The coracohumeral ligament (CHL) is a trapezoidal ligament located in the superior part of the shoulder capsule (on its nonarticulating surface) and runs parallel to and is closely overlaid by the CAL. It is present in fetal development by 14-wk gestation as a small band of tissue between the CHL and the CAL. The origin of the CHL is at the most posterior point on the lateral aspect of the coracoid process base (deep relative to the origin of the CAL). It appears as a broad band (2.5 cm wide)...

Techniques

In our practice (as in many centers) arthroscopic shoulder surgery is performed under interscalene regional anesthesia, where the patients are sedated and placed in the beach-chair position on the operating table. The beach-chair position facilitates examination under anesthesia (EUA) and functional assessment during arthroscopy. However, these evaluations can also be undertaken using the lateral decubitus position, but the traction apparatus must be temporarily disengaged. The EUA is an...

Tendon Repairs

One of the greatest challenges hand surgeons face is to restore normal function to the hands of patients who have sustained flexor tendon injuries. Bunnell first coined the term no man's land to refer to zone II flexor tendon injuries in 1944, as results were so poor after tendon repair in this zone (34). He advocated removing the injured tendon and replacing it with a tendon graft as a secondary procedure. However, during the 1960s, several surgeons challenged this practice by performing...

Koch Mason Suture For Tendon

Horizontal Mattress Suture Tendon Repair

Recovering function after a tendon injury to the hand continues to remain a challenge in clinical practice. Although suturing the two ends of a severed tendon may seem to be the most intuitive method today, tendon lacerations have been controversial for two centuries. Various researchers in both clinical and experimental fields have held contrasting views on all aspects of tendon injuries, from physiology of the normal tendon and its response to injury to the timing and technique of repair and...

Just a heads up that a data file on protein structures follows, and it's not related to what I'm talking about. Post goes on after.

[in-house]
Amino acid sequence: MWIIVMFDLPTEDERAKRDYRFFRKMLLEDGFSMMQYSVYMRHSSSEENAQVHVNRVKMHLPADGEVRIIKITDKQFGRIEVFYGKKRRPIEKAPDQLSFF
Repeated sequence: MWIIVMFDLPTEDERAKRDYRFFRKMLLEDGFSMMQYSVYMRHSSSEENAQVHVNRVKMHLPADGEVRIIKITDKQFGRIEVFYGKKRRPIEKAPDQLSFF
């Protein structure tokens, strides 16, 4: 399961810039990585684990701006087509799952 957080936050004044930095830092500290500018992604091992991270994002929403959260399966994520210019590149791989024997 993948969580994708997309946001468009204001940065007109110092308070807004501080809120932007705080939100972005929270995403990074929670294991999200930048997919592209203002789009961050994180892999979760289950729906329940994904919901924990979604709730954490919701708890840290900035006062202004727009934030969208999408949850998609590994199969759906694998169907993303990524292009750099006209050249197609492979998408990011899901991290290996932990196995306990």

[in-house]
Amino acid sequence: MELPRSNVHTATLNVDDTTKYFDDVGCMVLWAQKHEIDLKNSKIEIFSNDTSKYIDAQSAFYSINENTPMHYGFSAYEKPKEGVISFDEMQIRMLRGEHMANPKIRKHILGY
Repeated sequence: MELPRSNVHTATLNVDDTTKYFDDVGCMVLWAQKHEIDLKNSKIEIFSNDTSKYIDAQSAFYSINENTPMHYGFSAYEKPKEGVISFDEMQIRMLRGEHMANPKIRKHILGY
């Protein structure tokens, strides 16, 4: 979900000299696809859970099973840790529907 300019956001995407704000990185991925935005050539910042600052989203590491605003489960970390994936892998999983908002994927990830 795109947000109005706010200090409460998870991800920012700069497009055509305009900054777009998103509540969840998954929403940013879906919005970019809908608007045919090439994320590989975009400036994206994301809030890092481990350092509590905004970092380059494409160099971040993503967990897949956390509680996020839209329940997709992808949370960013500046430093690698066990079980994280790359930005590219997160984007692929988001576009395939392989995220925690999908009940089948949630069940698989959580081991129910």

Lamination

Many full-thickness tears of the rotator cuff are associated with tendon lamination (37). The deeper layer is generally thinner at surgery, the deeper layer is often found to be retracted further that the dorsal layer (DS, personal observation). The multilaminar structure of the rotator cuff has been well described (4), but the mechanism is not understood. It may be multifactorial. It is not uncommon to find a rim rent of the deep surface in the critical zone of Codman (6), representing a...

Introduction The Challenge Of Acl Regeneration

The anterior cruciate ligament (ACL) is a primary stabilizer of the knee joint that is frequently injured, compromising knee stability and leading to degeneration of other joint structures. Because the ACL has a poor intrinsic healing capacity, surgical reconstruction is required to restore knee function in young active patients. Biological grafts are the gold standard for ACL reconstruction, resulting in formation of scar-like tissue, which remodels but remains structurally and biomechanically...

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C-proteinase and Additional Lateral Growth Fig. 5. Directed cellular self-assembly of axial collagen fibrils during chick tendon development. Transmission electron micrograph showing collagen fibrils (see arrow in box) from a 7-d-old chick leg extensor tendon that appear to be connecting two fibroblasts during tendon development. Insert shows a high-magnification view of the collagen fibrils that originate from invaginations in the cell membranes on either side of the fibril. The collagen...

Tendon Rehabilitation

Extensor Tendon Injury Wrist Splinting

The ultimate goal of flexor tendon repair is to restore normal digital function. Historically, repaired flexor tendons were treated with immobilization (161). This produced a strong repair but also led to uncontrolled tendon adhesion, loss of tendon gliding, secondary joint contracture, and unsatisfactory digital function. Scientific and clinical research since this time has demonstrated the beneficial effects of applying early controlled stress to the healing tendon (43,45,49,160,176)....

Middle Glenohumeral Ligament